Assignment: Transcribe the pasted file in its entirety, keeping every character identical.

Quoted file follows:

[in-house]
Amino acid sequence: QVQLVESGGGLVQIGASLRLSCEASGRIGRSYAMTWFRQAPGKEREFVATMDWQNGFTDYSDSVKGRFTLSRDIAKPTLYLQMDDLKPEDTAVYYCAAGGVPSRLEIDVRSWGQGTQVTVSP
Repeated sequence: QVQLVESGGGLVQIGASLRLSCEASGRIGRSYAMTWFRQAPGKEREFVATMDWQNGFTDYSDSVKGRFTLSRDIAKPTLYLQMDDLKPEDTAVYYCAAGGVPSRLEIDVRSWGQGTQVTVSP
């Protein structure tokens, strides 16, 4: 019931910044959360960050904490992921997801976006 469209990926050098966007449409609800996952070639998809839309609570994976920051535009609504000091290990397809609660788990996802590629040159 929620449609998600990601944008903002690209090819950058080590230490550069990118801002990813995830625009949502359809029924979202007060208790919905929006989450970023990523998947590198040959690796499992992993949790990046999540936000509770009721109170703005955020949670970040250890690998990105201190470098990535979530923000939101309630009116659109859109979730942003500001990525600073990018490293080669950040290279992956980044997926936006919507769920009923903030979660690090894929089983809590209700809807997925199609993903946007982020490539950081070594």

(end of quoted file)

[in-house]
Amino acid sequence: QVQLVESGGGLVQIGASLRLSCEASGRIGRSYAMTWFRQAPGKEREFVATMDWQNGFTDYSDSVKGRFTLSRDIAKPTLYLQMDDLKPEDTAVYYCAAGGVPSRLEIDVRSWGQGTQVTVSP
Repeated sequence: QVQLVESGGGLVQIGASLRLSCEASGRIGRSYAMTWFRQAPGKEREFVATMDWQNGFTDYSDSVKGRFTLSRDIAKPTLYLQMDDLKPEDTAVYYCAAGGVPSRLEIDVRSWGQGTQVTVSP
């Protein structure tokens, strides 16, 4: 019931910044959360960050904490992921997801976006 469209990926050098966007449409609800996952070639998809839309609570994976920051535009609504000091290990397809609660788990996802590629040159 929620449609998600990601944008903002690209090819950058080590230490550069990118801002990813995830625009949502359809029924979202007060208790919905929006989450970023990523998947590198040959690796499992992993949790990046999540936000509770009721109170703005955020949670970040250890690998990105201190470098990535979530923000939101309630009116659109859109979730942003500001990525600073990018490293080669950040290279992956980044997926936006919507769920009923903030979660690090894929089983809590209700809807997925199609993903946007982020490539950081070594």